Since many survivors of a traumatic life event(s) experience the grip of panic attacks, I want to focus on demystifying these, sometimes painful and often frightening, experiences. While it may seem that there is no benefit from a panic attack, in its essence, a panic attack is an attempt by your body and mind to protect you from a perceived danger.
In a previous article, Understanding the Physical Impact of Extreme Stress, I discussed the impact of stress on the body and mind. The brain receives information about the status of the world through your five senses. Once this information reaches the brain, the first stop is a danger detection center that determines whether the incoming information indicates a danger or threat. If there is a threat, the body can go into fight, flee, or freeze. Some physical changes the body makes include: an increase in the rate of breathing, a faster heart rate, higher blood pressure, the funneling of blood to your running/fighting muscles, increased muscle tension, pupil dilation, an increase in sweat, increased pain tolerance and, finally, a bolstering of your immune system.
Panic attacks occur when the mind & body misperceive a minor or imagined source of danger; rather than responding with either a low stress response, the danger detection center ignites a full-blown stress response. For example, someone with a fear of dogs sees a Dachshund puppy on a leash across the park—information from the senses—or someone in excellent health who fears a heart attack notices a heart palpitation and interprets it as a sign of heart failure—information from inside the body—and the mind and body start entering a protective (panic) mode.
In addition to the triggers being misread, the bodily changes, which ensue due to the stress response, are interpreted as new sources of information. This information says that you are facing a major threat, hence increasing the already heightened danger detection center’s response. This misreading of both external triggers and internal body states results in the mind and body ramping-up to tackle what is being falsely regarded as a significant threat to safety.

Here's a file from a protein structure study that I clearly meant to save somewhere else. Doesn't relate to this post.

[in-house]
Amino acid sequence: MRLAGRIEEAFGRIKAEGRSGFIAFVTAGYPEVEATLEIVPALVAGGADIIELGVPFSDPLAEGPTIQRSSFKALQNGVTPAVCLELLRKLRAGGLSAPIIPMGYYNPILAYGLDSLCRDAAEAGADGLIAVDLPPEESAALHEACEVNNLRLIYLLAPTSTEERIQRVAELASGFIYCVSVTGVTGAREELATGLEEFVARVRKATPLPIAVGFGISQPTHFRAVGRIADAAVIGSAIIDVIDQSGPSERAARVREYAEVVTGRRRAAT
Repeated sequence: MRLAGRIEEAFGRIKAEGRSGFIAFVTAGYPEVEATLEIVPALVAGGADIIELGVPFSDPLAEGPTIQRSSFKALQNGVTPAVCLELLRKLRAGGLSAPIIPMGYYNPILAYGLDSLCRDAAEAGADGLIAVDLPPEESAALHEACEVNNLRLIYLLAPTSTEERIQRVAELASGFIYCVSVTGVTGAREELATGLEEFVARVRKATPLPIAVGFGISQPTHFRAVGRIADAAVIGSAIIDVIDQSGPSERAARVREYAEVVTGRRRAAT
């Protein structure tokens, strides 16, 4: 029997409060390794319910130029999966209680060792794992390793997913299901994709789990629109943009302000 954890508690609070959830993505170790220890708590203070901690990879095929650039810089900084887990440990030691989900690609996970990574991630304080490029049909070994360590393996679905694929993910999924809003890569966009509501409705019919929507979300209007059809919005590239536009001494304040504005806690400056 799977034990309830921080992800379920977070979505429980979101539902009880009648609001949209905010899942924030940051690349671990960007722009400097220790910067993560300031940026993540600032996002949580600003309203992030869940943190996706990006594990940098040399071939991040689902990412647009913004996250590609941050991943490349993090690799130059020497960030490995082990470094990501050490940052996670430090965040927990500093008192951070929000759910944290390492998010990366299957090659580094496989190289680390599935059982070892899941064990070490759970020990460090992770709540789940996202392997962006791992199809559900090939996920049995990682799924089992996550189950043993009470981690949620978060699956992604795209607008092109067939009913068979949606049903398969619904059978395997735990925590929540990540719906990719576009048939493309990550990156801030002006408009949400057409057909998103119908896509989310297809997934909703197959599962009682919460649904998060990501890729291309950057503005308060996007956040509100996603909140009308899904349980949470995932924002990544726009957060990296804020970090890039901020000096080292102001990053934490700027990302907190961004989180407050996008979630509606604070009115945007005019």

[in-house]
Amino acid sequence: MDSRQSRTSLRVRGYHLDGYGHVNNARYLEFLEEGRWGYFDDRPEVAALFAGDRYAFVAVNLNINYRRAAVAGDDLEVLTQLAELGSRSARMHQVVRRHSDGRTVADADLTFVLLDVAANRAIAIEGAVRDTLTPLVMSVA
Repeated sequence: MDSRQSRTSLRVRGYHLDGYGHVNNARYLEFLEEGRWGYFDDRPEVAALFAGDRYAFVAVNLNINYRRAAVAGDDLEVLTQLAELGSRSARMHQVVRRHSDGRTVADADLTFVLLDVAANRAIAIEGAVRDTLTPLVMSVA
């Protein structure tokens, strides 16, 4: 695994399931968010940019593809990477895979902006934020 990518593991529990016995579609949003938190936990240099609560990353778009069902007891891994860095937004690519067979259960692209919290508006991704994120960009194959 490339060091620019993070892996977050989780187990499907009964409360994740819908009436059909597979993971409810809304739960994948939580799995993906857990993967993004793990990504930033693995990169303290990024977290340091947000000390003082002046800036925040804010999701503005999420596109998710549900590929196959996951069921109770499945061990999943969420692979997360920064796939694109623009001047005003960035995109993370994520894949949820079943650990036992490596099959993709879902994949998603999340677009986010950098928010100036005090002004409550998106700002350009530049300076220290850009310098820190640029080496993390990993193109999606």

The intensity of the panic attack, in turn, reinforces the misreading of the incoming information—since only danger would justify such a severe reaction, and since there was a severe reaction, there must have been danger. Over time, anything associated with the panic attack can trigger an attack; even just thinking about these associations or the actual trigger can ignite the danger response. I.e., just thinking about a dog, hearing a dog bark, seeing a park, feeling your heart rate, or noticing any “non-normal” physical sensation can induce a panic attack. This leads to more and more physiological experiences of danger, which reinforce the belief that you are genuinely in danger. Not only does this begin a vicious cycle, but it also leads to the avoidance of a panic attack becoming a prime motivator. Since avoiding a panic attack means avoiding triggers—those within your body, mind, and in the physical world—you begin to narrow your life experiences, which paradoxically strengthens the panic attack, ultimately leading to you losing out on the rich tapestry of life.
Thankfully, it is possible to block the progression of panic attacks and to, essentially, reverse the process that leads up to the attacks. A hallmark feature of all therapies, which aid people in decreasing their panic attacks, is slow and gradual exposure to the triggers, as well as replacing the danger response with a safety/calm response.
© Copyright 2011 by Susanne M. Dillmann, PsyD. All Rights Reserved. Permission to publish granted to GoodTherapy.org.
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